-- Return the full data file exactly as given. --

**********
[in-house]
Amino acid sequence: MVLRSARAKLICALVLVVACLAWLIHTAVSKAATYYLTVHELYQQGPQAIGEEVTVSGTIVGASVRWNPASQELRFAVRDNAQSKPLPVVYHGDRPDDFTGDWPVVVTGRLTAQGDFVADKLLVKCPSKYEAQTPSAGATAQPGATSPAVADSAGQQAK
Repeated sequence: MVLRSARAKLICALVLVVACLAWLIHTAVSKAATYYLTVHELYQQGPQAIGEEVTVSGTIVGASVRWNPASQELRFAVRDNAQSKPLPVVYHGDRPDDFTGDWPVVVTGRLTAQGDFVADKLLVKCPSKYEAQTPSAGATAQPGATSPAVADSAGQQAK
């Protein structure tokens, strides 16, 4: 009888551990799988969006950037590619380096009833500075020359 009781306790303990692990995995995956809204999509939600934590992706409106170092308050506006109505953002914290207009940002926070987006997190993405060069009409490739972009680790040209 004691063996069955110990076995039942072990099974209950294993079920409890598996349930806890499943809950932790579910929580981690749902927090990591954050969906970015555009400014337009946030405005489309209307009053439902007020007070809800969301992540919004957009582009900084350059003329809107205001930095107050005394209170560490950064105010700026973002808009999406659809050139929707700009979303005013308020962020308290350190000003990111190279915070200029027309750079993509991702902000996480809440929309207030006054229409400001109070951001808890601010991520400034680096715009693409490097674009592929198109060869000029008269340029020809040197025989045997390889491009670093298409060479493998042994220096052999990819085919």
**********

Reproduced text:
[in-house]
Amino acid sequence: MVLRSARAKLICALVLVVACLAWLIHTAVSKAATYYLTVHELYQQGPQAIGEEVTVSGTIVGASVRWNPASQELRFAVRDNAQSKPLPVVYHGDRPDDFTGDWPVVVTGRLTAQGDFVADKLLVKCPSKYEAQTPSAGATAQPGATSPAVADSAGQQAK
Repeated sequence: MVLRSARAKLICALVLVVACLAWLIHTAVSKAATYYLTVHELYQQGPQAIGEEVTVSGTIVGASVRWNPASQELRFAVRDNAQSKPLPVVYHGDRPDDFTGDWPVVVTGRLTAQGDFVADKLLVKCPSKYEAQTPSAGATAQPGATSPAVADSAGQQAK
């Protein structure tokens, strides 16, 4: 009888551990799988969006950037590619380096009833500075020359 009781306790303990692990995995995956809204999509939600934590992706409106170092308050506006109505953002914290207009940002926070987006997190993405060069009409490739972009680790040209 004691063996069955110990076995039942072990099974209950294993079920409890598996349930806890499943809950932790579910929580981690749902927090990591954050969906970015555009400014337009946030405005489309209307009053439902007020007070809800969301992540919004957009582009900084350059003329809107205001930095107050005394209170560490950064105010700026973002808009999406659809050139929707700009979303005013308020962020308290350190000003990111190279915070200029027309750079993509991702902000996480809440929309207030006054229409400001109070951001808890601010991520400034680096715009693409490097674009592929198109060869000029008269340029020809040197025989045997390889491009670093298409060479493998042994220096052999990819085919």